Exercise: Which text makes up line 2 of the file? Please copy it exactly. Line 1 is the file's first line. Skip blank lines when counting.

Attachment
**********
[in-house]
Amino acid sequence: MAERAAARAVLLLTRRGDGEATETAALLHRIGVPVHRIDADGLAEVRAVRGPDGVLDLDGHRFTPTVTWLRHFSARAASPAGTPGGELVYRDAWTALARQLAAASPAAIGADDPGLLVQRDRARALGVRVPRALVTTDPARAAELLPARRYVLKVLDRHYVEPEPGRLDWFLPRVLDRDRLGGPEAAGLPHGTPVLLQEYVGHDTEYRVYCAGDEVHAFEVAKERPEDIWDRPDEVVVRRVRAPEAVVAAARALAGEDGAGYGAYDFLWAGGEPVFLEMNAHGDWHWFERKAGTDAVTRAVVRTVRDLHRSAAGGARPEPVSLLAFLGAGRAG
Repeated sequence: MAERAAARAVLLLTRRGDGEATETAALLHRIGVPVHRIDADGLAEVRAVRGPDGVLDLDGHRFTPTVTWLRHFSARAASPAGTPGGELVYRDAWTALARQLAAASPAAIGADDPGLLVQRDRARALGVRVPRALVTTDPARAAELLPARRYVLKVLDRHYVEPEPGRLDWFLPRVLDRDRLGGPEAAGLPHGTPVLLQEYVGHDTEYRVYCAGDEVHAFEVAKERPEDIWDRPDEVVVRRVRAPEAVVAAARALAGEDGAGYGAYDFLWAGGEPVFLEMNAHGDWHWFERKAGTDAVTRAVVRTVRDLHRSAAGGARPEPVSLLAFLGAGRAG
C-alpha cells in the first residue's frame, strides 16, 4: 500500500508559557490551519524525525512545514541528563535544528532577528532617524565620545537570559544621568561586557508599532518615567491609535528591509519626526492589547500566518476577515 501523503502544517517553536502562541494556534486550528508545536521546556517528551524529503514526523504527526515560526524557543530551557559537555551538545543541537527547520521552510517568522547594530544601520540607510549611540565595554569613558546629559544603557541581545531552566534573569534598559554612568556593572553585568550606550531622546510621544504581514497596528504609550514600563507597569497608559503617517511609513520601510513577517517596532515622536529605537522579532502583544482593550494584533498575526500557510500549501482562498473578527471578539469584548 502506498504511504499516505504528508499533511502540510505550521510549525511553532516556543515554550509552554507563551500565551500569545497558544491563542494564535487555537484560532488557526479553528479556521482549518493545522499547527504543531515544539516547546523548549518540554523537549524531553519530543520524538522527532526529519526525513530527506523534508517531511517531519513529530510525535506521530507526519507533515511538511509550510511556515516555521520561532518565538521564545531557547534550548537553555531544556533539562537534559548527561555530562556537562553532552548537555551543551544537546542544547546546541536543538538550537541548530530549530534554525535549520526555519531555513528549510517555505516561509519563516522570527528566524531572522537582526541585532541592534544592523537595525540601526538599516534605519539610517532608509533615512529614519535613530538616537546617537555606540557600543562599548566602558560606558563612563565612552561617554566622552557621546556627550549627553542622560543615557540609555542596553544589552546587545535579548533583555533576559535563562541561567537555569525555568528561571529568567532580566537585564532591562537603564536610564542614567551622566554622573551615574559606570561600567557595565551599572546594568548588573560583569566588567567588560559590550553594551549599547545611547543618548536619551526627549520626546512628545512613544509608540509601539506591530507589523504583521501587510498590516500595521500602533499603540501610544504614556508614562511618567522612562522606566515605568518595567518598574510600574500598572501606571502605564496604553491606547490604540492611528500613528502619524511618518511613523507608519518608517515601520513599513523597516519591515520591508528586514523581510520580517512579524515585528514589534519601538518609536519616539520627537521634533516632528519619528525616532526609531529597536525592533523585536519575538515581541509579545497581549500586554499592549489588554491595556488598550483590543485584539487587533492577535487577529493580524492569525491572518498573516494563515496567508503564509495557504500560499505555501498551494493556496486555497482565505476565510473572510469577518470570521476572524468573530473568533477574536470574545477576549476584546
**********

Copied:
Amino acid sequence: MAERAAARAVLLLTRRGDGEATETAALLHRIGVPVHRIDADGLAEVRAVRGPDGVLDLDGHRFTPTVTWLRHFSARAASPAGTPGGELVYRDAWTALARQLAAASPAAIGADDPGLLVQRDRARALGVRVPRALVTTDPARAAELLPARRYVLKVLDRHYVEPEPGRLDWFLPRVLDRDRLGGPEAAGLPHGTPVLLQEYVGHDTEYRVYCAGDEVHAFEVAKERPEDIWDRPDEVVVRRVRAPEAVVAAARALAGEDGAGYGAYDFLWAGGEPVFLEMNAHGDWHWFERKAGTDAVTRAVVRTVRDLHRSAAGGARPEPVSLLAFLGAGRAG